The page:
London, England (CNN) -- On the fifth anniversary of the devastating London bombings, Britain's most senior anti-terror policeman at the time has said that the risk of a repeat attack by extremists is "as high as it has ever been."
The British capital was plunged into chaos on July 7, 2005, when four suicide bombers targeted three subway trains and a bus during the morning rush hour, killing 52 people and wounding hundreds more.
Two weeks later a copycat attack on the city's transport network failed after the bombs misfired causing no casualties. The failed suicide attackers were eventually captured and sentenced to 40 years in prison.
Survivors and relatives of those killed in the attacks gathered at a memorial in London's Hyde Park on Wednesday to mark the anniversary. A wreath from Prime Minister David Cameron was laid at the site, bearing the message: "In memory of the victims of terrorism in London on 7 July 2005. They will never be forgotten."
But former policeman Andy Hayman, who was responsible for counter-terrorism in the UK until 2007, says the risk of a similar attack in London remains high.
"That's the reality of it", he told CNN. "Five years down the line we've had other attempted attacks, we've put some people in prison for them, and we're not making the inroads we hoped for with the Muslim community to understand why people are being radicalized.
"So you tell me why we shouldn't be fearful? I think we should be."
John Reid, then Home Secretary, said the four July 7 bombers -- three British males of Pakistani descent and a Jamaican-born man -- were young "radicalized" Muslims whose motivation was "fierce antagonism to perceived injustices by the West against Muslims" and a desire to become martyrs.
It later emerged that two of the bombers, including ringleader Mohammed Sidique Khan, were trailed by security services for a year before the attacks, according to a report released last year by the Parliamentary Intelligence and Security Committee (ISC).
Entitled "Could 7/7 have been prevented?" the report said that domestic intelligence service MI5 considered Sidique Khan a "small time fraudster" and "minor criminal" and did not link him to potential attacks within the UK at that time.
Hayman's warning comes despite a £140 million ($212 million) strategy set up in 2007 by the British government to stop people becoming terrorists or supporting violent extremists.
"Prevent" involves gathering information about potential offenders at a local level, with cooperation between regional police forces, local authorities, schools, mosques and other community groups.
According to West Yorkshire Police, which polices the region of northern England where the July 7 bombers came from, the intelligence helps to identify young people deemed to be at risk of radicalization. Potential offenders are then given one-to-one "mentoring" sessions to steer them away from extremism.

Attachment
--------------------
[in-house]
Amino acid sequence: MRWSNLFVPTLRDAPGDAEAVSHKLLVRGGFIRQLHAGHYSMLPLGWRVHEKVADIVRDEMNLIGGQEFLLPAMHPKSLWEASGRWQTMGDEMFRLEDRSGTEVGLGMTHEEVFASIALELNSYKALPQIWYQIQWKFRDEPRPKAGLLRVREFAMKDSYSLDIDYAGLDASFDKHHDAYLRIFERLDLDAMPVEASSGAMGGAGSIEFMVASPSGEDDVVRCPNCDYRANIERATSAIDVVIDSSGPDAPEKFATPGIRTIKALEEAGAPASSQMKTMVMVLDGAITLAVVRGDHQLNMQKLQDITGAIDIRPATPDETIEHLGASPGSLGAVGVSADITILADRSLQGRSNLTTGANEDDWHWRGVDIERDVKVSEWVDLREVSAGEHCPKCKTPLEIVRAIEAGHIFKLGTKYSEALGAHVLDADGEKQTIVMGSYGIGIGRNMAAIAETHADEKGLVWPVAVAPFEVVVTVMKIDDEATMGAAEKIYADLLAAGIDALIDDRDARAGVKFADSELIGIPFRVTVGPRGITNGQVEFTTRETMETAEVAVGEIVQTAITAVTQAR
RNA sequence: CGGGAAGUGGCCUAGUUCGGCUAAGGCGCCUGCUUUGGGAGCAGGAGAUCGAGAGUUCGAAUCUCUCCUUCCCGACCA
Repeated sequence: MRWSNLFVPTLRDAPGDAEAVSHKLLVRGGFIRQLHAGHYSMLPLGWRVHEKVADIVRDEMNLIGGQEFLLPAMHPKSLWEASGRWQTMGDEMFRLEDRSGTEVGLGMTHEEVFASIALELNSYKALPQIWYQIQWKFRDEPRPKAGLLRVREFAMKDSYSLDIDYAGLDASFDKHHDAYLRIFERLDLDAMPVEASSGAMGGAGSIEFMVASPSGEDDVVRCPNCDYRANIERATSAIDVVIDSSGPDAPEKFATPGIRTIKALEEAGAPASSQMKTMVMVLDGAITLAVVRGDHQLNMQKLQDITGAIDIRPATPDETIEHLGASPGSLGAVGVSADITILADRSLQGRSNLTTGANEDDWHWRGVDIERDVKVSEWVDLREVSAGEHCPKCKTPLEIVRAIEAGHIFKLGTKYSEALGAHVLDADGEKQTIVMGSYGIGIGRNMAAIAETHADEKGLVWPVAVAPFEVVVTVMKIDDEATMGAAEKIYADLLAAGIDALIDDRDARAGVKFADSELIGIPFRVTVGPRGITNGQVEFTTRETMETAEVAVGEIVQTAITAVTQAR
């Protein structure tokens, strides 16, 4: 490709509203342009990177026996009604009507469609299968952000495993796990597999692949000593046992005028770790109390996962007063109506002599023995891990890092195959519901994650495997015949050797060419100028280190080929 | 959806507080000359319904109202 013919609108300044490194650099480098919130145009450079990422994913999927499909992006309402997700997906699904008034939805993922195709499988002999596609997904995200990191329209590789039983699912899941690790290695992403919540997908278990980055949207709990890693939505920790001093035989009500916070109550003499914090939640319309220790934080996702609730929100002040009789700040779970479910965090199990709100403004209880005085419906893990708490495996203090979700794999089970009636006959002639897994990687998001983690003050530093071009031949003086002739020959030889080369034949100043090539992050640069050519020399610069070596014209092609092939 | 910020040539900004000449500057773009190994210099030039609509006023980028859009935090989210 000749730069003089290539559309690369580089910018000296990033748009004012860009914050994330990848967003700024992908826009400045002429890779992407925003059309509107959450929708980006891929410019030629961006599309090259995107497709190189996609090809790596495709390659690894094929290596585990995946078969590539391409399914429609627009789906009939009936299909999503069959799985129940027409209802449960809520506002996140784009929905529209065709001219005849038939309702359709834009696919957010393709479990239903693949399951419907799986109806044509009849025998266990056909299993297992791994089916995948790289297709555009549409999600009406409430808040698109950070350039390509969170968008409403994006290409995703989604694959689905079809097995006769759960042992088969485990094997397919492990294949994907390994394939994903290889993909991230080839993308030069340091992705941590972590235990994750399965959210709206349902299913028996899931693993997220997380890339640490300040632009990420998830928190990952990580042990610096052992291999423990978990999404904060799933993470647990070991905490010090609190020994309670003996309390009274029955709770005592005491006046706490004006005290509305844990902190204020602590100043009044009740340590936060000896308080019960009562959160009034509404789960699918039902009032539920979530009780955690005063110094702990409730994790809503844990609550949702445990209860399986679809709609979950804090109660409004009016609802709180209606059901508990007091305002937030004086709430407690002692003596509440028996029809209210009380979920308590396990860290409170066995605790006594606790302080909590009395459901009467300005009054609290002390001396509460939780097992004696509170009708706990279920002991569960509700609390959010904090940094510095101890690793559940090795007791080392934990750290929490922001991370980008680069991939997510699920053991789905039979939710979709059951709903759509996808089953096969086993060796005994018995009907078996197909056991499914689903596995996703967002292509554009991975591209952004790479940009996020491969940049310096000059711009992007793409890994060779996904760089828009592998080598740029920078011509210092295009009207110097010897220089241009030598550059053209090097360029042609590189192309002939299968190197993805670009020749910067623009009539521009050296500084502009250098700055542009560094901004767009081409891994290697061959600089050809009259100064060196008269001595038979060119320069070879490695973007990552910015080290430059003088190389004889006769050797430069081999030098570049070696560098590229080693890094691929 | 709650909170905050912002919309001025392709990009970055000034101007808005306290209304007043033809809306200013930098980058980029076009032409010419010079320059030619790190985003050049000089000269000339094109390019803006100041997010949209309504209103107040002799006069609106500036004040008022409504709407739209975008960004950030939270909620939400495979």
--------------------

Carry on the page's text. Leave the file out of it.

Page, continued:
"We cannot arrest our way out of terrorism," the force's assistant chief constable John Parkinson told the regional Yorkshire Post newspaper.
However counter-terror projects such as Prevent could be at risk after Hayman's successor as Scotland Yard's anti-terror chief, John Yates, warned of impending budget cuts by Britain's new coalition.
According to the UK's Guardian newspaper, Yates told a private gathering of UK police chiefs "eyewatering" cuts of £150 million ($227 million) to the anti-terror budget would endanger the public.
But Cabinet Office Minister Francis Maude hit out at Yates' "alarmist" comments. "I'd like to avoid public servants doing this kind of shroud-waving in public," he told the BBC.
"It's going to be pretty important for people who are managing big public services like police forces to focus on cutting out unnecessary costs, driving down costs, being as efficient as they possibly can before they even begin to contemplate talking about alarming the public in this kind of way."
But for one young British Muslim woman, who was herself radicalized after joining extremist group Hizb ut Tahrir at college, seeing the July 7 attacks for herself on television proved to be the high watermark for her radical beliefs.
"I think it was a wake-up call," Hadiya Masieh told CNN. "I was heavily pregnant with my third child when I was in the waiting room of the hospital watching the screen. I just felt like hiding. I wanted to distance myself from those people who created that atrocity."
She and her husband, who also belonged to Hizb ut Tahrir, now work to foster better relations between faiths. In her latest project she helped set up a screening of a movie she hopes will break down barriers. The film, "Arranged," depicts a blossoming friendship between a Muslim woman and an orthodox Jewish woman.
"At the end of the day, if we have an understanding of each other I think this will eradicate any feelings of animosity and hatred."
CNN's Paula Newton contributed to this report.